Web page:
On the way to visit Char & Fred in Alamosa, we had spent some time exploring the Cumbres & Toltec RR yards in Antonito. Of all the rail rides I've been on this was one I'd driven next to, and explored both ends of over the years, but never ridden. Denali said she had never ridden a train, period. The time was now. We laid out an hundred dollars for ride and lunch reservations for Friday and went on to Alamosa for Thursday night. Also took some time off driving to practice bicycle riding and playground playing. All told only about a hundred miles of driving today. Char & Fred, OAE friends in Alamosa, took us to dinner and then Denali worked with Char to make a bean salad for some party on Saturday whilst Fred and I and Gran Mariner rehashed old times in Antarctica.

To Ride an Iron Horse

Today is Friday and we are about to set out, already late in the morning timeline, for a ride on the Cumbres & Toltec Scenic RR. The morning is already a long storey of projects getting in the way of one another, lingering over breky, construction delays in the traffic downtown, the kind of slow-pokes driving in front that I'm sure I often am, and a high speed chase that would have done credit to the Great Train Robbery. But suffice it to say we made it to the rail yard with ten minutes to spare--the last persons to board. Whoooooo---Whooooooo---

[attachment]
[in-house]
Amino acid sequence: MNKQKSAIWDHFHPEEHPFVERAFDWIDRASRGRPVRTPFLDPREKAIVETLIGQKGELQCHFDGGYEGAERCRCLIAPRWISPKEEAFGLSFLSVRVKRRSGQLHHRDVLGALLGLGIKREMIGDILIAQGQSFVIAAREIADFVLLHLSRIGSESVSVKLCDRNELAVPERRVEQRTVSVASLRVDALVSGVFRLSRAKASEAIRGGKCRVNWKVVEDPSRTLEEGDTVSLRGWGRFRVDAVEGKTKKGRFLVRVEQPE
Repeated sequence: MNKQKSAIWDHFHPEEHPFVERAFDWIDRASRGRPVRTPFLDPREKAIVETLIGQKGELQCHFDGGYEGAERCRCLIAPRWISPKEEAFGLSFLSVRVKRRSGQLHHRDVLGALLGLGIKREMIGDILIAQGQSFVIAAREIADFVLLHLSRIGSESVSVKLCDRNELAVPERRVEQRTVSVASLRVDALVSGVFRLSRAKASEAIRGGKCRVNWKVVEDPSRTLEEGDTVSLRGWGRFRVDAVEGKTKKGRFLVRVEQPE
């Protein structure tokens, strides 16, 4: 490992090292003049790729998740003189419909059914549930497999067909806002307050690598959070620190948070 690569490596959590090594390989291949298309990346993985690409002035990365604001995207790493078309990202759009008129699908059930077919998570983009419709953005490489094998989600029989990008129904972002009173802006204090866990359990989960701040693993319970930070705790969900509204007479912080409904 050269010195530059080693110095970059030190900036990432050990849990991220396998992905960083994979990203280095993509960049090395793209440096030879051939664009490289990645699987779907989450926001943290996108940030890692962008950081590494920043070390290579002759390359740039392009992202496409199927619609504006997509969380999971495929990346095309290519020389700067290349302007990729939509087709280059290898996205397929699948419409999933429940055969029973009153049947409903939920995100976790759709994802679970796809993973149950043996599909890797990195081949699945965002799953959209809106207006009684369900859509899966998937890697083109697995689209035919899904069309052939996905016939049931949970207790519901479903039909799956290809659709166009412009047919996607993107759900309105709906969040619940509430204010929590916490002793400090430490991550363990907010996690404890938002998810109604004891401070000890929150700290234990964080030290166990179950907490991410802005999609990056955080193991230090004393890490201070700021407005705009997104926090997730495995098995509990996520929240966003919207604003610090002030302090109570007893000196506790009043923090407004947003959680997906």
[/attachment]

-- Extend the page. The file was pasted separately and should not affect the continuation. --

Jim Bishop Castle inside
The only fly in the ointment was that all-consuming "Game Boy" that Denali cannot live without and, as in Travels with Ian, I seem powerless to compete with. In spite of it we both had a good time; I suppose that is all that matters however the spectre of that mindless game machine hangs in the air between us like the sword of Damocles.

Cumbres & Toltec runs narrow gauge trains between Atonito ColoradO and Chamas New Mexico. You can ride end to end in one day and return by bus or you can ride half way, to the lunch buffet at Osier, and return. The ride lasts all day. Departure from Antonito at 10h00, return at 17h000. At the mid-point the engines swop trains so they go on to the other end but the cars return to their starting point. That's what we did. Antonita to Osier and return. Started out behind #484, had a nice lunch, and returned behind #487. Both engines were of 282 arrangement. For next year's Summer Camp we will have to do the other half: Chama to Osier. Then a more leisurely drive back to Alamosa for supper, showers, and good byes. We are a day or two late in the itinerary of this Summer Camp on The Road and will try to make up at least one of them.